01 May 2017
Comedian Jimmy Cricket is a variety star. He worked as a Butlin’s Redcoat, honed his craft on the northern club circuit before breaking through to TV. And he’s not finished yet
When did you know you wanted to be a comedian?
Since I was a young child. My folks had a shop in Belfast and part of the layout went into our living quarters. So I used to appear and entertain the customers from when I was a toddler and moved on to doing impersonations to amuse them. My dad also took me to the Variety shows, which gave me a taste for show business. The top of the bill, such as Max Bygraves, Dickie Valentine or Lonnie Donegan, only did about half an hour. The whole show was packed with jugglers, acrobats, comedians etc. As my friend Roy Hudd says, it was two and a quarter hours of pure escapism.
Did you enjoy your early days as a Redcoat?
I really did. The big thing about all the Butlin’s was that there was a custom-built theatre, with an orchestra! My first break was in the ‘gang shows’, where the Redcoats took over from the main act for one show a week. In some ways you had an advantage over the headline act as you were on a first-name basis with most of the audience because you had been talking to them all week. Looking back,
I think about what a visionary Billy Butlin was. Remember, this all started in the late 1930s. He sees a family getting thrown out of a guesthouse at 10am in the morning in the pouring rain to walk the streets and he thinks: “Let’s create a place where they can have entertainment all day.”
How did you develop your comedy style?
After working at Butlin’s in Ireland I got transferred to Clacton-on-Sea and met Bill Martin, the entertainment manager. He saw something in me and said: “You’re a character comedian, Jimmy, you’ve got to listen and learn while you’re here.” He put me into the shows and he told me an amazing thing when the season ended. I was heading for London, but he said: “What are you going to London for? That’s for West End stars, you’re a stand-up, get up north, all the clubs are there.” He was right, as they were in the late 1960s.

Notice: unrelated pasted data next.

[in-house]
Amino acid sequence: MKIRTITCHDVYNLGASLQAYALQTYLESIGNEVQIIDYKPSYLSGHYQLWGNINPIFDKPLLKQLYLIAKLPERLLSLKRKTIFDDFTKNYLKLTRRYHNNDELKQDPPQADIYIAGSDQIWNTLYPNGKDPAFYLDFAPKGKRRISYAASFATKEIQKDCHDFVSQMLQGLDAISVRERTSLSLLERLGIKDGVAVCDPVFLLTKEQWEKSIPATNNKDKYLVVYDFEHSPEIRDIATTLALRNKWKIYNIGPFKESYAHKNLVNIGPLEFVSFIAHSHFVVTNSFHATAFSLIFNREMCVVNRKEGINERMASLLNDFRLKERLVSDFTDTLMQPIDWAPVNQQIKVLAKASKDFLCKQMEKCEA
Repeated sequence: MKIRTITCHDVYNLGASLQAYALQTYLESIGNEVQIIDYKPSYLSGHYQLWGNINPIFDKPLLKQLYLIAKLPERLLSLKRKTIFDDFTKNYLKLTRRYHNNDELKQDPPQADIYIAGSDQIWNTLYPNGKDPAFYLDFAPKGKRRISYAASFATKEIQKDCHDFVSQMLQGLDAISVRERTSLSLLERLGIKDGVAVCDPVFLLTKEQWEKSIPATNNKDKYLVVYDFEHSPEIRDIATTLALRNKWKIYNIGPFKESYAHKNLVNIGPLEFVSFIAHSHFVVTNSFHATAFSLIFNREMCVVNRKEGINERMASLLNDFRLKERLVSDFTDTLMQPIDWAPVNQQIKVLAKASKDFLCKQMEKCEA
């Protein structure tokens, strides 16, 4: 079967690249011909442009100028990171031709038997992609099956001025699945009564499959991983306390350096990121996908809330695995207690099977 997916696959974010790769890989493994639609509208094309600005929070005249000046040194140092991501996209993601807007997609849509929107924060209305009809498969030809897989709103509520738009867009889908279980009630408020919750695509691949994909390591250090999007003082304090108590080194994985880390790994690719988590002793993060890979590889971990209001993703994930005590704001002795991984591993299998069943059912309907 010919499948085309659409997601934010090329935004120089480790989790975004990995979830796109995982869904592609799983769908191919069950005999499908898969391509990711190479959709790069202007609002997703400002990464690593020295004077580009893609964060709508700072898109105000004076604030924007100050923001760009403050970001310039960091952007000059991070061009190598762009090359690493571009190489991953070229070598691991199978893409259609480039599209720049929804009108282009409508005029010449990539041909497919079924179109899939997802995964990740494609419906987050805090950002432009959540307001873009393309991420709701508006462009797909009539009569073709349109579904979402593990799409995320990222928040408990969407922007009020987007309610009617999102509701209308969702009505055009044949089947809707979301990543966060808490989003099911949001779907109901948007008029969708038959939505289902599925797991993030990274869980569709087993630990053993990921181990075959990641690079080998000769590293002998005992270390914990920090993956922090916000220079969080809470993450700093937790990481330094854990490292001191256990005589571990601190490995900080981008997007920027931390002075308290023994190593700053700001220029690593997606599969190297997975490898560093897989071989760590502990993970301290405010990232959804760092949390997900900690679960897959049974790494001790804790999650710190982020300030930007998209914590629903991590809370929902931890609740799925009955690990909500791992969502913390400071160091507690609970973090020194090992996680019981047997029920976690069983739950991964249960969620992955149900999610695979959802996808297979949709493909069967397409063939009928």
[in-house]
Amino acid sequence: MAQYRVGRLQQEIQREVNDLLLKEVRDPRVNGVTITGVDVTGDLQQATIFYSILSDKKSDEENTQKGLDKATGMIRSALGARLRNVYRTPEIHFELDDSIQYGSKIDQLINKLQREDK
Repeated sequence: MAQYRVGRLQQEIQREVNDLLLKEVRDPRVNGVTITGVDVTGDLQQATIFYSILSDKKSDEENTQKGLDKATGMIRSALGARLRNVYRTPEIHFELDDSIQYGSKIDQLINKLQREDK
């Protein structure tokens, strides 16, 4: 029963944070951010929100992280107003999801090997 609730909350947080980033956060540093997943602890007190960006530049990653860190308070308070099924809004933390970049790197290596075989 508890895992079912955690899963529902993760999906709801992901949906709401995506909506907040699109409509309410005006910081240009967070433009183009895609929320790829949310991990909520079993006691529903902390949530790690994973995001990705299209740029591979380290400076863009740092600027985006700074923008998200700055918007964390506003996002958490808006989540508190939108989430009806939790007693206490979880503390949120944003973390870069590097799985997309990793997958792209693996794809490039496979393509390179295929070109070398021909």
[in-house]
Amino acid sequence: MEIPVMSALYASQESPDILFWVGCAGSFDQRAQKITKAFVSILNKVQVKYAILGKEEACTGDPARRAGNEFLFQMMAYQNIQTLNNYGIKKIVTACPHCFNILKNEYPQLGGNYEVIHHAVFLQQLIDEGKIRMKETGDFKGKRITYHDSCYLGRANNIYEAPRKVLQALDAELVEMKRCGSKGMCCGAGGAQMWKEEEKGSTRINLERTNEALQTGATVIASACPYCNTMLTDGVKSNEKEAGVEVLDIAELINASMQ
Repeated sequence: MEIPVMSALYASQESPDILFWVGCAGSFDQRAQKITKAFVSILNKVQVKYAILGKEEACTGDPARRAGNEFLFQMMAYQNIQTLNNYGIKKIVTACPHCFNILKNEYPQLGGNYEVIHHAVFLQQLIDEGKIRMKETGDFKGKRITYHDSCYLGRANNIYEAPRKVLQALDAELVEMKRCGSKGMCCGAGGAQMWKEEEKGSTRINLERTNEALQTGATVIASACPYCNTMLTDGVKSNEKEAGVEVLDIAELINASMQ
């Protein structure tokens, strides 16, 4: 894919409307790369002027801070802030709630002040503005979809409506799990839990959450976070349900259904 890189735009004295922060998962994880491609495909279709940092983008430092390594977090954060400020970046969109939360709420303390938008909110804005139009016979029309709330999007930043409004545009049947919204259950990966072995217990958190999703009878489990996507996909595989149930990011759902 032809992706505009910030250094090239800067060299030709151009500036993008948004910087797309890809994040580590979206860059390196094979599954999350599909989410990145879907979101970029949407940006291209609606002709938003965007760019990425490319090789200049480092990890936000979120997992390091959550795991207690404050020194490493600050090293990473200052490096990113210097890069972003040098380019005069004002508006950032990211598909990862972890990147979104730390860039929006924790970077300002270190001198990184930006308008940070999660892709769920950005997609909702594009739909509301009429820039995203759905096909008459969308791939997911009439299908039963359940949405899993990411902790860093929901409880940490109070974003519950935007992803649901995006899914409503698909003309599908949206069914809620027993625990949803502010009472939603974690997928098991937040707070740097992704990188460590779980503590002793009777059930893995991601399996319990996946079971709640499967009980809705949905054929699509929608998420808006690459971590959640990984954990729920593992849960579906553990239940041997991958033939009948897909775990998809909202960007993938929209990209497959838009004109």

How did you develop your character’s look such as the evening trousers, the dinner jacket and the hat?
It was a slow evolution. I started out just hitting the audience with gags and one-liners. It was really trial and error. I realised that it goes easier if you can get a laugh at the start and that it often works visually. You can see it in many acts such as Bobby Ball and his braces. The wellingtons were inspired by a famous music-hall comedian called Billy Bennett. He would dress immaculately and then wear a pair of big brown boots. My first TV break was Search for a Star, where I wore a white dress jacket. However, when I did The Good Old Days, from the City Varieties, they wanted me to dress a bit Edwardian. So I wore the tailcoat and hat for the first time there.
Is having a recognised look and popular catchphrases a blessing or a curse?
I’m lucky that the public know me for a few things. The outfit for instance, I’m often asked “Where’s your wellingtons?” and talking about my “mommy” and her letters. I don’t have a hang-up about it. When you start off it’s one of the goals to get little gimmicks that help generate interest and work. The other day I was with my wife and we were dropping some rubbish off at the local tip. The guy working there saw me carrying the stuff and he looked desperate to say something. “Don’t worry, you can say it,” I said. He looked back at the car and said: “Is there more?” We both laughed.